The coal stove is a small charcoal fuelled cooker with a basin-like top covered by a flat metal grill attached to a long hollowed cylindrical foot. Similar to a single cooktop, the coal stove was used to cook a wide range of foods. Meats could be placed directly on the grill of the coal stove or on sticks laid across the top of the stove to be grilled or smoked. Pots that were usually round and blackened were positioned on coals for cooking. The coal stove is still a primary cooking device for some Jamaican families, especially when roasting breadfruit. Over time, the coal stove has lost its prominence to kerosene, gas and electrical cooking appliances.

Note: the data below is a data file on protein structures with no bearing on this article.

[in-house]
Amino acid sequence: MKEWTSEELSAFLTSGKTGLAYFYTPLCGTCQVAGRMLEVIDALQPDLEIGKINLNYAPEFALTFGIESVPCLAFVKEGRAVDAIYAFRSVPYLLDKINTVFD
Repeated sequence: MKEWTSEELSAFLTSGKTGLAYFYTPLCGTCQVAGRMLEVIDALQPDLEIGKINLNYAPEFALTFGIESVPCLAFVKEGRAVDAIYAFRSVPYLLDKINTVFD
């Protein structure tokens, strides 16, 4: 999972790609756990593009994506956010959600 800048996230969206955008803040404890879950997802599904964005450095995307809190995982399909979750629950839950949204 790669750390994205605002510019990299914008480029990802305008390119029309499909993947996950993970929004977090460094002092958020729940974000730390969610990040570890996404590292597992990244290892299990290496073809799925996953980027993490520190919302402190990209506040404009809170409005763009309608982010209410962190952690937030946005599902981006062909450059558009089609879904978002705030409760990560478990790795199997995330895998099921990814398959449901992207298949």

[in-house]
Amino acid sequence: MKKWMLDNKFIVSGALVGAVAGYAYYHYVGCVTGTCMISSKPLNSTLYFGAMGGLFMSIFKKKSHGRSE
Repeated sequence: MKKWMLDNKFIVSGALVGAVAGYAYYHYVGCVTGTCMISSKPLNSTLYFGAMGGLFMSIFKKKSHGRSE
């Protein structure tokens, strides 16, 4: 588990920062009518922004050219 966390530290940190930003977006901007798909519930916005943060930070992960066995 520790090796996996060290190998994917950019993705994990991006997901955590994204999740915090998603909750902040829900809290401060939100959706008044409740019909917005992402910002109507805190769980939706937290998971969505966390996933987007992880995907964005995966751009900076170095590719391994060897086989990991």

- Reliable alternative cooking source
- Lasts about ten years
- Versatile—uses coals, fire wood, fruit pits and pellets, etc.
- Imparts unique flavor in food
- Coal burns longer and hotter than fire wood per fuel load